Wednesday, January 26

MTI liquidators pursue additional R2bn in ‘potential debtors’

A clearer picture is emerging of the Mirror Trading International (MTI) scam that freed tens of thousands of people around the world from their bitcoin (BTC) nearly a year ago.

MTI was placed in provisional liquidation in December 2020 and in final liquidation in July of this year, when it was revealed that the liquidators had recovered 1,281 BTC from the Belize-based broker FXChoice. A total of R1.05 billion was recovered from the sale of this BTC.

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The latest liquidators report released last week shows ‘possible debtors’ of R2.07 billion.

The final liquidators, appointed by the Superior Court magistrate on November 5, are Riaan van Rooyen (Investrust Insolvency Practitioners), Herman Bester (Tygerberg Trustees), Jacolien Barnard (Barn Trust), Deidre Basson (Tshwane Trust) , Christopher Roos (Sebenza Trust) and Chavonnes Coopers (CK Trust).

Read: MTI: Appointment of provisional liquidators

Preliminary research shows total assets of around R3.1 billion, although more research is required to confirm the figures.

JNX online

In their search for assets belonging to MTI’s estate, the liquidators successfully filed an application for the liquidation of JNX Online, a company controlled by former MTI CEO Johann Steynberg and his wife Nerina.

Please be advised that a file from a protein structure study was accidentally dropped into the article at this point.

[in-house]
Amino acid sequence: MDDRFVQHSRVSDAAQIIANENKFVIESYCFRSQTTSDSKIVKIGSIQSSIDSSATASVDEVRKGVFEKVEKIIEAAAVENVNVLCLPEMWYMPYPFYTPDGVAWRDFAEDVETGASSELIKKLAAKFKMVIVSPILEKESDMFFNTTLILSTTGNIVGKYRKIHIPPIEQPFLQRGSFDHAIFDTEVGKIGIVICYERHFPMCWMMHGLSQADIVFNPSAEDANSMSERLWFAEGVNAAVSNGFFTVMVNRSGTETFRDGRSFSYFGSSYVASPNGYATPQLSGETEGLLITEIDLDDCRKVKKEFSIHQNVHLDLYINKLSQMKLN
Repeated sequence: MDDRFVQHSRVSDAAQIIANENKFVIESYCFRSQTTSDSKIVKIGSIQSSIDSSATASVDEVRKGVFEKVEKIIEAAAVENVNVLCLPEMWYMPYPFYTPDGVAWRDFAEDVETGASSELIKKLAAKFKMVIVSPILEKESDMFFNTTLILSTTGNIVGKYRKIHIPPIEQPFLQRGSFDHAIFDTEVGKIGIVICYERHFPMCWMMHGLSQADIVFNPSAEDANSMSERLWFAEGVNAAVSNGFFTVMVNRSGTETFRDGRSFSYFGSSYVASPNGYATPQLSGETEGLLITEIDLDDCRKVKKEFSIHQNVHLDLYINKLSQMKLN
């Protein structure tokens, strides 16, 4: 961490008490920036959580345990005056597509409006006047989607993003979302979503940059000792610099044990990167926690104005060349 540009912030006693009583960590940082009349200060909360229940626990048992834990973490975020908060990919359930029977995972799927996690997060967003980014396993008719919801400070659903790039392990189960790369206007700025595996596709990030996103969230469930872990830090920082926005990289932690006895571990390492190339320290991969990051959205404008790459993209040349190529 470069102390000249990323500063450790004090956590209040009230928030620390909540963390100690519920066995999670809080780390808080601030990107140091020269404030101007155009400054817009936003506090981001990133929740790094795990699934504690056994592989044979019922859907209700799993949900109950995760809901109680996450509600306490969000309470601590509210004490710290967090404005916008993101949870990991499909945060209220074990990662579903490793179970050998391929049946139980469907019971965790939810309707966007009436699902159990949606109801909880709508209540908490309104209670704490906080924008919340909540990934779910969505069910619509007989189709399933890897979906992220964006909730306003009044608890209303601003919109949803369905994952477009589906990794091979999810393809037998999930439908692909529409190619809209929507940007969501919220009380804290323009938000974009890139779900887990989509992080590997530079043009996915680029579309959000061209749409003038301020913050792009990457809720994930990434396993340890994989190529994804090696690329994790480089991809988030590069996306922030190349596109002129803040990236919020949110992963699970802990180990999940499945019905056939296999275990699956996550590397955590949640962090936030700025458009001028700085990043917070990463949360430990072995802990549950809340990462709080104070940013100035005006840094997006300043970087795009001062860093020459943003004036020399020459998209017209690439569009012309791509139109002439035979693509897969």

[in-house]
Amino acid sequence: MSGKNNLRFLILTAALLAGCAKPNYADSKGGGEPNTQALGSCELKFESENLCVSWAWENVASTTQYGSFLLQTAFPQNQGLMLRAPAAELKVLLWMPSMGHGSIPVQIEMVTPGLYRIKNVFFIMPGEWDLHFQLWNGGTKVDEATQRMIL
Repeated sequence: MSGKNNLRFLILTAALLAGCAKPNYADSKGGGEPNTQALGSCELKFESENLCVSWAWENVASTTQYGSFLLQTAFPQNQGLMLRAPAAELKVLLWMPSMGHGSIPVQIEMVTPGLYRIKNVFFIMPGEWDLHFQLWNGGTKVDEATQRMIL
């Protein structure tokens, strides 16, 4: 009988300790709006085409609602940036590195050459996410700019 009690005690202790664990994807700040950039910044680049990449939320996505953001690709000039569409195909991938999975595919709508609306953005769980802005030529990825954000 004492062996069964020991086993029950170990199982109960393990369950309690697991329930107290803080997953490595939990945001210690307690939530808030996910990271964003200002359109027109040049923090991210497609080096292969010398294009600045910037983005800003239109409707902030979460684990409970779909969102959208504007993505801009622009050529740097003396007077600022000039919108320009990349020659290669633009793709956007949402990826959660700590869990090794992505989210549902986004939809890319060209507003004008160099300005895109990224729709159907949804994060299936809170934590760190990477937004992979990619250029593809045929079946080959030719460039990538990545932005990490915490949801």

The report says that the liquidators are investigating the assets and affairs of JNX Online and will inform the creditors in due course.

It appears that Steynberg used JNX Online to buy and sell BTC and pay MTI creditors and employees.

JNX Online bank statements reflect monthly payments totaling R933,000 made to Steynberg’s wife.

She testified in the Section 417 investigation that JNX Online did not owe her this money and considered this to be her husband’s contribution to household expenses.


Steynberg was kidnapped and a company called Dulospan, which he used to acquire three real estate properties worth R6.5 million, collapsed on its insolvent assets.

Nerina Steynberg and a friend agreed to transfer cryptocurrencies worth R2.1 million to a wallet opened by the trustees of the insolvent estate. The liquidators say legal action is required to question claims potentially fabricated by MTI employees and vendors.

Most of MTI’s managers and department heads received excessive pay packages and, approximately as of October 2020, an additional BTC per person per month.

Crypto specialists have been appointed to help quantify and identify the claims from information obtained from MTI’s administrative platform known as Maxtra Technologies that was run from India.

Investor numbers

The report says there were a total of 23,691 investors in North America, 10,028 in Canada, and 10,563 in Namibia. A total of 181 claims were received from Thailand, out of a total of 6,000 claims received so far from creditors.

This is well below the hundreds of thousands of investors claimed by MTI before its collapse.

There are a number of possible explanations for this, including:

  • Members who earned more than they invested were informed that they may have to pay the liquidated estate of the MTI and therefore can avoid making claims; and
  • Many MTI accounts were opened in the names of family members, including pets, in order to earn commissions for the introduction of new members, thus exaggerating the true number of investors.